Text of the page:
Middle and weak market sites would embark on a very different journey indeed. These sites would be handled by the Task Force – in other words, by the SDP acting in concert with other public agencies to marshal all the City’s resources behind their sale and reuse. First, title to these properties would be transferred from the SDP to the City, under a cost- and revenue-sharing agreement that would ensure the buildings are secured and maintained throughout the process. Next, the Task Force would perform a more detailed visioning exercise for each site, framing how each school proceeds through the rest of this phase. Middle market sites are not impossible sales: in fact, with some public incentives attached, these buildings may attract significant buyer interest. The Task Force’s primary role at these sites would be to create bundled public financing packages designed to advance the vision set for each closed school; PRA, PIDC, or another agency (as appropriate) would

Weak market sites, on the other hand, may not attract any private developer attention, however creativelyfinanced the attached incentive packages may be. Barring significant changes to local real estate market dynamics, these sites’ only logical reuse is likely to be in the provision of civic or social services. A public developer, such as the Philadelphia Housing Authority, could incorporate one or more of the sites into its development plans if the sites were conveniently located; alternatively, a non-profit organization may be interested in purchasing the sites via dollar-sales, repurposing them into community-serving venues. This approach has already been pursued successfully at some existing closed school sites, with the former Roberto Clemente School in North Philadelphia most recently sold to the multi-service organization Esperanza for $1. Other weak market sites, however, may simply be unusable in their present form. Building condition, site contamination, or other factors may render these facilities unviable for even non-market uses, requiring demolition and site-grading or even remediation. Though difficult to face, this situation may well be the reality at some or even many of these sites, and decisions regarding demolition are better made sooner rather than later, sparing neighboring communities the psychological and socioeconomic effects of long-term vacancy and the potential trauma associated with a fire, building collapse, or other tragedy. Demolition decisions should not be made lightly, nor should “demolition” always mark the end of the road for these properties. Some school sites are located in neighborhoods significantly lacking in open space, a deficiency which numerous Philadelphia planning documents have attempted to address. Demolition at these sites should be coupled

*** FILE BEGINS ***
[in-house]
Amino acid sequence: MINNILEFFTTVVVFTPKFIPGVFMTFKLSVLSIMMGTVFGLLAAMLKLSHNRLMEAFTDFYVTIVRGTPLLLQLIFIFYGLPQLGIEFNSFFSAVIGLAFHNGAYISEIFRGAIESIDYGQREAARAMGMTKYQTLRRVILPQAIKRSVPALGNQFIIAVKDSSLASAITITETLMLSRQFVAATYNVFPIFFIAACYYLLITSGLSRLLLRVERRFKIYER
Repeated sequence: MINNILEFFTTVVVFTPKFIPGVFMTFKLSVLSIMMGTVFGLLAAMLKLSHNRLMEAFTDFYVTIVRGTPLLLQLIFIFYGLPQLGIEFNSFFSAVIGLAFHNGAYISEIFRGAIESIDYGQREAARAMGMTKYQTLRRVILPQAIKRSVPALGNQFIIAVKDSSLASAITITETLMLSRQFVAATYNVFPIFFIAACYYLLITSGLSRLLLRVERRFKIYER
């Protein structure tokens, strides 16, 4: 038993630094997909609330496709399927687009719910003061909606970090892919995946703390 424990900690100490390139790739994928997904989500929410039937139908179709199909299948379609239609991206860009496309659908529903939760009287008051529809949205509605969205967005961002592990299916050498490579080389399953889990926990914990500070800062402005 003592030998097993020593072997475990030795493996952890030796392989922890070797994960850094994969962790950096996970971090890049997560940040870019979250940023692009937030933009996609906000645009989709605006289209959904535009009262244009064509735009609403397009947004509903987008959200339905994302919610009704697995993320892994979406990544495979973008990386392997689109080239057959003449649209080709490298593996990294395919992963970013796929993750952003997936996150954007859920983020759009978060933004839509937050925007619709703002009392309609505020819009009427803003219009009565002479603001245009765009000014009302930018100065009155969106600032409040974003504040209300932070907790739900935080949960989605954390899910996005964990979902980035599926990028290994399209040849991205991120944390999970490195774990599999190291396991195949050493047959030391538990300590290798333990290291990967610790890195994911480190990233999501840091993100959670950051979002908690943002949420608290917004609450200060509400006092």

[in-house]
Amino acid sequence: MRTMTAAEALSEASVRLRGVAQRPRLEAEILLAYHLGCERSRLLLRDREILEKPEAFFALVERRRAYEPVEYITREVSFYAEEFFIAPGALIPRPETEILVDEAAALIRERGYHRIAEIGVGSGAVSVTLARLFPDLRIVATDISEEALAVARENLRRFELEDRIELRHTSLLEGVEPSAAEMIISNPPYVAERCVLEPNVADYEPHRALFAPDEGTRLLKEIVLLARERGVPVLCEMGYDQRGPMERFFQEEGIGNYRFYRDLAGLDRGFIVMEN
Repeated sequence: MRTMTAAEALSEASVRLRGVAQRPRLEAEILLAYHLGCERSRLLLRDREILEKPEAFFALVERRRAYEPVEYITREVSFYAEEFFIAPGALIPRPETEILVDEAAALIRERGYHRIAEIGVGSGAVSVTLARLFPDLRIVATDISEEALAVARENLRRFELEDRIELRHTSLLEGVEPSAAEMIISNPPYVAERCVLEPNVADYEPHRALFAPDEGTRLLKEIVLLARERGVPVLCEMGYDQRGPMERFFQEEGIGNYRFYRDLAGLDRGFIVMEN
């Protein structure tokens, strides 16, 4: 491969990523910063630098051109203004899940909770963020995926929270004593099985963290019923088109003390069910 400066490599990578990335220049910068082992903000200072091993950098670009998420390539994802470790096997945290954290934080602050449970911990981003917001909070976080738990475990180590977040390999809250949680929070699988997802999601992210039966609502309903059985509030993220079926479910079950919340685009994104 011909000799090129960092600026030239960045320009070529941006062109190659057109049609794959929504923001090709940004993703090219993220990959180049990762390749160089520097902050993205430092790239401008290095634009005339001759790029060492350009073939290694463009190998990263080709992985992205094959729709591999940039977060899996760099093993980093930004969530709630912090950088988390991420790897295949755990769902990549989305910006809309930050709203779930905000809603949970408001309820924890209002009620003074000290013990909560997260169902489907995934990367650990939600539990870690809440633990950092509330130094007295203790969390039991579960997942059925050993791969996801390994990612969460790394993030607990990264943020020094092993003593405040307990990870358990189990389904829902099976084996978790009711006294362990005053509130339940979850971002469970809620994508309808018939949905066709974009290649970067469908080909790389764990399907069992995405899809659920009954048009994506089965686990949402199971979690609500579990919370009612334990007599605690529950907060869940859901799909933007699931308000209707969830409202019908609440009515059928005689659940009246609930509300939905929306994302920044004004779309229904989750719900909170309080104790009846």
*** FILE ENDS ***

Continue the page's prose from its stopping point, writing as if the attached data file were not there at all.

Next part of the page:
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REUSE

then move these properties through a modified version of their conventional RFQ/RFP process, with those creative public financing packages attached to the schools and available to any qualified bidder.

PROPOSED POLICY: Framework PROPOSED POLICY: Framework 2013 MAY

JUN

JUL

AUG

SEP

OCT

NOV

DEC

JAN

FEB

MAR

APR

SDP MAINTAINS

IMMEDIATE SALE POTENTIAL

LIST PROPERTY

SALE via BROKER

REV

RFQ / RFP

MOTHBALL / REUSE CERTIFIED APPRAISAL

SITE ANALYSIS [SDP BUCKETING}

COMMUNITY ENGAGEMENT

ASSESS COMMUNITY INPUT

CONVENE TASK FORCE

REQ. TF SUPPORT

SITE ANALYSIS

TRANSFER TITLE SALE/TRANSFER to PUBLIC REQUIRES PROPERTY ADDITIONAL SUPPORT

ANALYZE ENGAGE DECIDE REUSE PHILADELPHIA SCHOOL REUSE STUDIO

PHILADELPHIA SCHOOL REUSE STUDIO

CREATIVE FINANCING PACKAGE

/

PUBL

2014 APR

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2015 JUL

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REVIEW BID PACKAGES

SRC APPROVAL

$$ SALE $$

RFQ / RFP

TASK FORCE REVIEWS BIDS

AGREEMENT of SALE

NO BIDS

ASSIGN SALE MGR. [PRA/PIDC] MODIFY PRA/PIDC PROCESS /

PUBLIC INCENTIVES

$$ SALE $$

AGREEMENT of SALE

NO BIDS

PUBLIC or CIVIC USE

PROGRAMMED SPACE

PARKS & REC [URBAN AG or RECREATION]

DEMO + SITE GRADING PASSIVE SPACE

PHS

[OPEN SPACE]

TBD

[LAND BANK]

DEED TO PHA

DEED TO CDC /NON PROFIT

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PREVIOUSLY REUSED SCHOOLS IN PHILADELPHIA

Photo Credit: PMC Property Group

Former Wister School, now a police forensics lab.

Photo Credit: JoAnn Greco, PlanPhilly

Former Board of Education building, now condominiums and offices.

Former Hawthorne School, now Hawthorne Lofts.

PHILADELPHIA SCHOOL REUSE STUDIO